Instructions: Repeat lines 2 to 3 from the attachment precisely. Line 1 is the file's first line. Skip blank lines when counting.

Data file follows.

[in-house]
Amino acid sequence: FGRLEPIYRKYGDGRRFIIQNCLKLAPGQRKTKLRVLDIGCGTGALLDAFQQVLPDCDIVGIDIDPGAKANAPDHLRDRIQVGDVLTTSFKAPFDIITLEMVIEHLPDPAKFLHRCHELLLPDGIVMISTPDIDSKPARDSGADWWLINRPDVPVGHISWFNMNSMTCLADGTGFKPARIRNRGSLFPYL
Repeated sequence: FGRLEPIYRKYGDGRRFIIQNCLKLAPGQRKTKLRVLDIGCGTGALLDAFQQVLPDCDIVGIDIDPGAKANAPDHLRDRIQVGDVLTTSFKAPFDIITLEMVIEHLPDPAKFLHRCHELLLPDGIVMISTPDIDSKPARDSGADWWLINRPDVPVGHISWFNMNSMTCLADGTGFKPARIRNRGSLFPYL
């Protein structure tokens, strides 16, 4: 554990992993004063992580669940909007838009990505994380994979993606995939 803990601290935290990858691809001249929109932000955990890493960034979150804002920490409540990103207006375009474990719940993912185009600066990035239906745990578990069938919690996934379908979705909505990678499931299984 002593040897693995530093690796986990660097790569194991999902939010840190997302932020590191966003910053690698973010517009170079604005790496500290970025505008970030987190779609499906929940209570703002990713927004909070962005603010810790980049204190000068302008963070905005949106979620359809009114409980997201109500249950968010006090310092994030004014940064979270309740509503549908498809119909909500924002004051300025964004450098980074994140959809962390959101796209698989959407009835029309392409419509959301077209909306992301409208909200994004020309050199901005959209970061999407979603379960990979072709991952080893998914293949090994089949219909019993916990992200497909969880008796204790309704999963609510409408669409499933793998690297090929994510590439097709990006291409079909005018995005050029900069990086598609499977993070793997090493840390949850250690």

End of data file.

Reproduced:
Amino acid sequence: FGRLEPIYRKYGDGRRFIIQNCLKLAPGQRKTKLRVLDIGCGTGALLDAFQQVLPDCDIVGIDIDPGAKANAPDHLRDRIQVGDVLTTSFKAPFDIITLEMVIEHLPDPAKFLHRCHELLLPDGIVMISTPDIDSKPARDSGADWWLINRPDVPVGHISWFNMNSMTCLADGTGFKPARIRNRGSLFPYL
Repeated sequence: FGRLEPIYRKYGDGRRFIIQNCLKLAPGQRKTKLRVLDIGCGTGALLDAFQQVLPDCDIVGIDIDPGAKANAPDHLRDRIQVGDVLTTSFKAPFDIITLEMVIEHLPDPAKFLHRCHELLLPDGIVMISTPDIDSKPARDSGADWWLINRPDVPVGHISWFNMNSMTCLADGTGFKPARIRNRGSLFPYL